Top Tips for Race Week

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It’s race week. You’re questioning everything. You’re a little tired. Hungry. Nervous. Kind of excited. But most of all, just want Sunday to get here as soon as possible.

I’ve been there.

Kourtney NOLA Half

And I’ve come out the other side just fine many times, and so will you. In the past five years, I’ve run countless races, and learned something at each one. I’ve learned what works for me and what doesn’t, as well as what works for my clients and what doesn’t. While everyone is a little bit different, there are some universal truths that ring true for all racers. And with that:

Top Tips for Race Week

  • Don’t freak out.

It may seem like you are losing your mind this week. You’re not. Get in your workouts, get in a shakeout run on Saturday morning, trust your training. Eat well, eat carbs, hydrate, and sleep. Everything is going to be fine.

  • Take it easy Saturday.

It’s really easy to head down to the expo and spend two or three hours wandering around grabbing free stuff. Don’t. Pick up your race packet, check out a few vendors that you’re interested in, and get the heck out. Most race expos are held in convention centers, which means you’re walking around on a concrete floor. Which is stressful on your feet, your legs, and your body. Not what you want for the day before your race, right? So get in, get out, and then go chill.

  • Hydrate.

This applies not only to Saturday especially, but your entire week leading up to the race. Be just a little more conscious of your drinking. Make sure you carry water with you everywhere so you’re not caught without it for long periods of time. Especially the 48 hours before the race, start to alternate water and a carb source, such as Gatorade. You want to be hydrated, but you also don’t want to pee out all your good stuff either. (I’m a Gatorade girl, but I have also recently started using VitargoFX and I am obsessed with it. I’d definitely recommend checking it out for the cleanest and most tested fuel on the market right now.)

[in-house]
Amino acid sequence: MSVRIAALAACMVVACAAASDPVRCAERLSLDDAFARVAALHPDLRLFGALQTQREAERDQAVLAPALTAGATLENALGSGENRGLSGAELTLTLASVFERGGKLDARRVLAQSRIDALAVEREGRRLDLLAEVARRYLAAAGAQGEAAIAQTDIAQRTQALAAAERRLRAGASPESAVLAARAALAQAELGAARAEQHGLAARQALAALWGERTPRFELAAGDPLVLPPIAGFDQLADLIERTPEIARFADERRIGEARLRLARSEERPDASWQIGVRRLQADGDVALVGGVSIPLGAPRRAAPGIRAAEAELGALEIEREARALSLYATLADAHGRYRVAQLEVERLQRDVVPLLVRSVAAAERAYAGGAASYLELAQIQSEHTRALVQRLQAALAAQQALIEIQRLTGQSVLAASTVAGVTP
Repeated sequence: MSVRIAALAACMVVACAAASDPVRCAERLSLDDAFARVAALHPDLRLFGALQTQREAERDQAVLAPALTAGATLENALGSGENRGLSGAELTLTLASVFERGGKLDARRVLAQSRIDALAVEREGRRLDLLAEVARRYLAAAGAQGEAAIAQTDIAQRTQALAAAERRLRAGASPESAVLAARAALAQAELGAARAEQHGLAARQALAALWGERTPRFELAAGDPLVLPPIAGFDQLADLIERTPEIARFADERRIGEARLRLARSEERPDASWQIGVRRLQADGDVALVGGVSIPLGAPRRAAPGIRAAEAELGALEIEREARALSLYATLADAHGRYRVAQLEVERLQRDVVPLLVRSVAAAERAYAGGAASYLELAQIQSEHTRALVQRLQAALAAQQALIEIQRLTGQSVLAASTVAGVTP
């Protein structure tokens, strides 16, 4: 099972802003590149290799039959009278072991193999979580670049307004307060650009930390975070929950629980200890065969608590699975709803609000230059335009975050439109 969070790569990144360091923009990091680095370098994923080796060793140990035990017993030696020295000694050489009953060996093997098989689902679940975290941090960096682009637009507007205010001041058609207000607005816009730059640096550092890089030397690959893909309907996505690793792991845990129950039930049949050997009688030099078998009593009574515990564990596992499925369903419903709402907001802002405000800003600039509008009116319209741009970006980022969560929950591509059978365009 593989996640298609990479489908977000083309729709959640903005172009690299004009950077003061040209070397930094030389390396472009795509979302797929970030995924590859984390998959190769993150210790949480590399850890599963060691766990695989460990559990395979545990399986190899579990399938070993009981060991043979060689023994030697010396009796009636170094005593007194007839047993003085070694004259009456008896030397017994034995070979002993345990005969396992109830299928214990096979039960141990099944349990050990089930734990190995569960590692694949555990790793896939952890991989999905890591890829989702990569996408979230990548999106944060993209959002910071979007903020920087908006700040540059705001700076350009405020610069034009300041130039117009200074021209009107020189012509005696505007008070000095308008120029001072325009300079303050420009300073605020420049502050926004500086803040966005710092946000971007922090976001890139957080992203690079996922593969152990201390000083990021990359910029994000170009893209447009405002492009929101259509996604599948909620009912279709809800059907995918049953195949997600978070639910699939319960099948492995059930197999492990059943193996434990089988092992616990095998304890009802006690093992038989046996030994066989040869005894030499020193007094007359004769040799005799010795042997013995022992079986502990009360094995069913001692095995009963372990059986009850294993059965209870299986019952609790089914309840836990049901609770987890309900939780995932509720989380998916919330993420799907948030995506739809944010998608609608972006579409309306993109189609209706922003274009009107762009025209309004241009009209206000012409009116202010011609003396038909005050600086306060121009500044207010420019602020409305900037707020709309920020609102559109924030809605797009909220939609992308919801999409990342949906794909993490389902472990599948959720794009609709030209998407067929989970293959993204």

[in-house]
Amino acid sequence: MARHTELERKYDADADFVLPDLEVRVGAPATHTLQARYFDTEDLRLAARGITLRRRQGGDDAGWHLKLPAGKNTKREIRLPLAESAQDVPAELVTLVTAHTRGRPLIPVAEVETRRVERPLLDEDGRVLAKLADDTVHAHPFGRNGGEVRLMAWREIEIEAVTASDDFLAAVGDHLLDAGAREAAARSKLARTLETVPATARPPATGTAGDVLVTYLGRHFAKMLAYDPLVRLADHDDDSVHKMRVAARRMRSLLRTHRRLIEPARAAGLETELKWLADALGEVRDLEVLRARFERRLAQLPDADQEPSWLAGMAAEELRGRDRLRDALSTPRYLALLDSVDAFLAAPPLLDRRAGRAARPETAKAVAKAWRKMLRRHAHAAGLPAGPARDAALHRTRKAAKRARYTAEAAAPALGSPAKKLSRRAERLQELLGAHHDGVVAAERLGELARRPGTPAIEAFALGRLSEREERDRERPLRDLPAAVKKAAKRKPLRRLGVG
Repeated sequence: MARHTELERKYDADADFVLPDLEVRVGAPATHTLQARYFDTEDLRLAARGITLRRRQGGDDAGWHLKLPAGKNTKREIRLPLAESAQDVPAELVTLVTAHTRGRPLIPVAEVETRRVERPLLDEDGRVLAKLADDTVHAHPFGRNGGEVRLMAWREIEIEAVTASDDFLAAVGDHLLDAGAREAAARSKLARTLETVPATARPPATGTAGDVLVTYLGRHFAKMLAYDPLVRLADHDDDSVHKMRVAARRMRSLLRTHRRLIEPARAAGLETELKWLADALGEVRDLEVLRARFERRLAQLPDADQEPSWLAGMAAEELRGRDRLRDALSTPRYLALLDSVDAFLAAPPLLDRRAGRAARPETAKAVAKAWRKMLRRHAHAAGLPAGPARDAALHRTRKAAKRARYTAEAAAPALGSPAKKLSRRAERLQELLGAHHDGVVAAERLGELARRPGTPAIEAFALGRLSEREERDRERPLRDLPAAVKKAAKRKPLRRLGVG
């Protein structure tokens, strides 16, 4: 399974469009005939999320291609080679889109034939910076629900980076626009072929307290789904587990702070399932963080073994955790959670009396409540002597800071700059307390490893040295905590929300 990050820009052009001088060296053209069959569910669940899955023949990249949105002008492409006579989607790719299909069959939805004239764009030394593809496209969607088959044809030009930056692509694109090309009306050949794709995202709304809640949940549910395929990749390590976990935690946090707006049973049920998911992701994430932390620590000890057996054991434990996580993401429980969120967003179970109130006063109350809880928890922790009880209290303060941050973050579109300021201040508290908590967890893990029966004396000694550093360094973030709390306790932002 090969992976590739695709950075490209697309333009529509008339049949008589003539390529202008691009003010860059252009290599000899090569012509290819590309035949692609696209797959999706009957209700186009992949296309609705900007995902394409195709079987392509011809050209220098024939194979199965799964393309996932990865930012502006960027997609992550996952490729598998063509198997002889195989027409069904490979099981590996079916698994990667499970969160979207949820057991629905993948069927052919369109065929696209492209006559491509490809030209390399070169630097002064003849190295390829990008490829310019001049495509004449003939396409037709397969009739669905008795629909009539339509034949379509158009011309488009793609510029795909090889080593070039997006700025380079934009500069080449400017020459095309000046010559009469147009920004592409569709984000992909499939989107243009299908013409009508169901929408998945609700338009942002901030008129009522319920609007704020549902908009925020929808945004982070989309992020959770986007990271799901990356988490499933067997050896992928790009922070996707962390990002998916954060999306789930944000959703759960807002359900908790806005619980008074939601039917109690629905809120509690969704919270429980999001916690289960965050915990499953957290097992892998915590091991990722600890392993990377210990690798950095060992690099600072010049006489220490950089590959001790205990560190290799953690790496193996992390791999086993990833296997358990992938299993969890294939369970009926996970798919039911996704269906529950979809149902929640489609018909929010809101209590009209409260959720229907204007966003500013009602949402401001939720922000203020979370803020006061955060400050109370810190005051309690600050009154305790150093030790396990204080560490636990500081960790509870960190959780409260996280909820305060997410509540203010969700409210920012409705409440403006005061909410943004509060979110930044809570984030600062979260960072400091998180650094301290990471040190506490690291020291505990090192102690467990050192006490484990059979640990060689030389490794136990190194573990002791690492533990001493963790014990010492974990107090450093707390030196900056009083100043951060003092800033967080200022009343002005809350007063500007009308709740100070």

Note that again, you want to make sure you start hydrating early in the week. Your body can’t catch up and be ready if you just start Saturday morning. I can’t emphasize that enough!

  • Get some sleep.

Again, this applies to your entire race week. I typically have a hard time sleeping more than about four hours the night before a race anyway, so it’s super important to make sure that I get to bed early all week long so that lack of sleep isn’t as big of a deal come race day. Make sleep a priority.

  • Give yourself enough time in the morning to not be rushed.

You know your running routine. You’ve been training for weeks or months, and you know exactly how much time you need before you head out for your run. Make sure you have that much time, plus an extra 30 minutes, just in case.

Plan for eating – same as always.

Plan for bathroom – you know you’re going to need this at least once. Maybe once at home and once at the race start. You don’t want to be headed off the course at mile 1.

Plan for parking – check the maps ahead of time to know where the available parking is, and how long it will take you to walk from there to the race start. Know where the port-a-potties are, as well as the gear check. Give yourself enough time to hit all of those things and get to your start corral on time.

You don’t want to feel rushed! It’s no fun to be stressed about starting on time.

  • Do everything you’ve been doing in training.

Do not change a single thing. Don’t switch up any of your clothing or gear. Wear all of your favorite stuff that you’ve tested out on training runs. You don’t want to have anything new and annoying popping up, or worse, chafing.

Side note: Don’t wear your race shirt, guys. That’s for afterward. 1 – Because of what I just mentioned, and 2 – it’s just a faux pas.

Don’t change your strategy, your fueling, nothing. No matter what you see at the expo that sounds so awesome and you really want to try it – resist the urge! Try it later, not on race day.

  • Pace!

Not many people realize how incredibly important this really is. Your race will be so much more successful if you can tap into the right pacing. So, make sure you start slow. Like, a lot slower than you want to. A lot slower than you thought you would. And definitely a lot slower than everyone around you. Trust me, you will be passing every single one of those people by mile 5.

Shoot for 30 seconds to a minute slower than your goal pace for at least the first mile, then go from there. You want to shoot for negative splits, and you want to make sure you have gas in the tank to really crush it the last 5k. If you can keep your pace a little slower for the first 5k, you will find the entire rest of the race to be a lot easier. Consider using a pace band or either a GPS or just regular stopwatch to track your mile splits. It’ll help you stay on track.

  • Don’t freak out.

Obviously, I can’t stress this enough. Have some freaking fun! Enjoy your race! Enjoy the experience. The spectators with funny signs, the folks who are running next to you, the scenery. Relish your accomplishment, because no matter what happens, it is an accomplishment!

With these tips, you are pretty much guaranteed to have a rockin’ race day. Get out there and have a great time, and let me know how your race goes!